Millennials might finally be taking the leap into home-ownership, but they may be no match for the buying power of Generation Z.

It’s a trend Laura Brandao, President of American Financial Resources, Inc. sees every day.

“Generation Z is buying faster than millennials,” she says. “I have a millennial turning 30 in my company and he will look through applications and say, “Look at this – a person born in 1996 and they’re buying a house!”

While Gen Z, a cohort that numbers almost 74 million in the US, are just reaching their mid-20s (the other end of the spectrum is still in elementary school), their enthusiasm for home-buying is already apparent. TransUnion’s Q2 Consumer Credit Trends report from 2019 found that the number of Gen Zs with a mortgage had jumped 112% compared to the same period a year before.

The actual numbers reported were still low, 319,000 versus 150,000, and the report pointed out that fewer members of Gen Z peer had mortgage debt than had other forms of debt such as credit cards, or auto loans, but the increase in mortgages was the highest for any category of debt.

Brandao sees the punishing student debts incurred by millennials, typically regarded as a leading cause of millennial reluctance to buy property, as one factor that may work to Gen Z’s advantage. Many Gen Zs made a decision to avoid such liabilities by going into a trade or attending community colleges and are now reaping the benefits by having both practical, in-demand skillsets and lighter debt loads.  Because they can learn from their predecessors’ mistakes, Generation Z has a leg-up them.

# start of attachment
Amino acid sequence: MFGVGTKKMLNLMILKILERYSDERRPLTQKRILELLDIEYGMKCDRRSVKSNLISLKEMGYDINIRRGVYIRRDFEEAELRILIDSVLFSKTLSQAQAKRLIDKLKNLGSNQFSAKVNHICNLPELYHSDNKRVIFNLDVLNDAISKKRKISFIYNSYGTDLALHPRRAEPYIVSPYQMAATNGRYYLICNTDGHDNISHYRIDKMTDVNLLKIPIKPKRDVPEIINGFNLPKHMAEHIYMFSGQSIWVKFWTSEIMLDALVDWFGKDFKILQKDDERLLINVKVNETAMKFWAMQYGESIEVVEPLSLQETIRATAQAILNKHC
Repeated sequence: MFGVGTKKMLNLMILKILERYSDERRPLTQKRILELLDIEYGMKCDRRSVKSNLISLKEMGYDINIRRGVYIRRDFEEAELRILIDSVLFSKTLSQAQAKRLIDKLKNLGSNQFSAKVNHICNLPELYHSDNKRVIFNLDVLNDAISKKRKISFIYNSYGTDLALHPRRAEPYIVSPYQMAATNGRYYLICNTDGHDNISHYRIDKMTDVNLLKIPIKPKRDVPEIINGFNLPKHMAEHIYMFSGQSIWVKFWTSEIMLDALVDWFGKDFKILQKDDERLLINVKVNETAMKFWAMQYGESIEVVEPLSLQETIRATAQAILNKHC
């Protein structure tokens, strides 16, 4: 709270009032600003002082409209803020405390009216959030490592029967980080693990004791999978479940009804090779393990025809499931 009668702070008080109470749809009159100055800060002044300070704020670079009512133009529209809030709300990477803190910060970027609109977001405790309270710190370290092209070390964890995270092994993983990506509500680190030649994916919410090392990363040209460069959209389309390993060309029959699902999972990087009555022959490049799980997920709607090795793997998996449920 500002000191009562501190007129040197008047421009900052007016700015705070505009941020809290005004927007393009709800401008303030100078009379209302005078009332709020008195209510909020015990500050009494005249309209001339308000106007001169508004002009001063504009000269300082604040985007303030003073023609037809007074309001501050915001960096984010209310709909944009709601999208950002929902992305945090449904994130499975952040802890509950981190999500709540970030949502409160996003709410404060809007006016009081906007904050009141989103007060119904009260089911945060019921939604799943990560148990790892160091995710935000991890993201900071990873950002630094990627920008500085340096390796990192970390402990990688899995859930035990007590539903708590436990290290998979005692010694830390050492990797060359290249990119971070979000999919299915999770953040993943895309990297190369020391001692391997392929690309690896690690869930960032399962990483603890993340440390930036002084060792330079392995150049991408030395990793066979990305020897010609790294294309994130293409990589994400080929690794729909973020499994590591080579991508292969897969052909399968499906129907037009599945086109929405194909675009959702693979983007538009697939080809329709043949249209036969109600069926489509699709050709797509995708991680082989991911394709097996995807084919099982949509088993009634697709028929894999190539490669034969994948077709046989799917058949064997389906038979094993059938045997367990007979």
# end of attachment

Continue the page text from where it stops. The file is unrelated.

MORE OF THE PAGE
“Millennials didn’t want to get their hands dirty,” Brandao says. “They didn’t want to do those jobs that their fathers might have done. And you see it in the systemic shortages of tradespeople in construction and renovations. There’s a gap [in vocations] and everyone’s feeling it. In certain parts of the country you can’t find contractors.”

Brandao thinks the Gen Z willingness to perform manual labor will leave them well positioned for future employment.

“Construction companies can’t find people, even though they are willing to pay $100 to $150 an hour because it’s a skilled trade. You see it all the time in our industry. There are tons of jobs, but millennials were never going to learn those skills. Generation Z has the attitude that ‘Heck, I’m making $50 an hour. I’ve got no problem digging a ditch or driving a truck.’”

As millions become reach adulthood each year, Gen Z will only become more relevant to financial services industries. TransUnion found that the only demographics to record an increase in mortgages over the period it studied were Gen Zs and millennials.

“From a generational perspective, Gen Z consumers accounted for 2% of total originations,” the TransUnion report read . “Gen Z may soon account for a larger share of mortgage loan growth, however, as the median age of home buyers is 28 and the oldest individuals in this generation are currently 24.”